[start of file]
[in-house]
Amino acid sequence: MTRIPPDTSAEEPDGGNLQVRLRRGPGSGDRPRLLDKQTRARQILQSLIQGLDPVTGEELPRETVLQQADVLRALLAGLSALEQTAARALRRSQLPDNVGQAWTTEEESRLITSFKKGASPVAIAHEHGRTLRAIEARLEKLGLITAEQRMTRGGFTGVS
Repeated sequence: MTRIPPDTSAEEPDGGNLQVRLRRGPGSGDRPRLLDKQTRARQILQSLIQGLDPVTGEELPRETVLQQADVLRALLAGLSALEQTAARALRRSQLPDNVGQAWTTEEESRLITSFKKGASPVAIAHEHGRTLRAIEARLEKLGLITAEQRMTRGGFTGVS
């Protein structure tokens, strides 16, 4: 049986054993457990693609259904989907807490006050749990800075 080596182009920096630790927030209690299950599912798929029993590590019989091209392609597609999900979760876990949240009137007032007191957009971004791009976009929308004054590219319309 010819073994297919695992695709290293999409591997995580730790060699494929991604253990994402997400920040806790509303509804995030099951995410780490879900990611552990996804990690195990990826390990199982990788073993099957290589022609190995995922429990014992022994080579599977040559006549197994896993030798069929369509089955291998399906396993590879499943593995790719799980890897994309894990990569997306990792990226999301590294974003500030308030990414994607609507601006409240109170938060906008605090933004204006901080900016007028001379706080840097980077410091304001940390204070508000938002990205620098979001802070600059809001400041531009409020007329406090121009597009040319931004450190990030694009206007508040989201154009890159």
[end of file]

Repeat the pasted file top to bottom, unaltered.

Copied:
[in-house]
Amino acid sequence: MTRIPPDTSAEEPDGGNLQVRLRRGPGSGDRPRLLDKQTRARQILQSLIQGLDPVTGEELPRETVLQQADVLRALLAGLSALEQTAARALRRSQLPDNVGQAWTTEEESRLITSFKKGASPVAIAHEHGRTLRAIEARLEKLGLITAEQRMTRGGFTGVS
Repeated sequence: MTRIPPDTSAEEPDGGNLQVRLRRGPGSGDRPRLLDKQTRARQILQSLIQGLDPVTGEELPRETVLQQADVLRALLAGLSALEQTAARALRRSQLPDNVGQAWTTEEESRLITSFKKGASPVAIAHEHGRTLRAIEARLEKLGLITAEQRMTRGGFTGVS
């Protein structure tokens, strides 16, 4: 049986054993457990693609259904989907807490006050749990800075 080596182009920096630790927030209690299950599912798929029993590590019989091209392609597609999900979760876990949240009137007032007191957009971004791009976009929308004054590219319309 010819073994297919695992695709290293999409591997995580730790060699494929991604253990994402997400920040806790509303509804995030099951995410780490879900990611552990996804990690195990990826390990199982990788073993099957290589022609190995995922429990014992022994080579599977040559006549197994896993030798069929369509089955291998399906396993590879499943593995790719799980890897994309894990990569997306990792990226999301590294974003500030308030990414994607609507601006409240109170938060906008605090933004204006901080900016007028001379706080840097980077410091304001940390204070508000938002990205620098979001802070600059809001400041531009409020007329406090121009597009040319931004450190990030694009206007508040989201154009890159």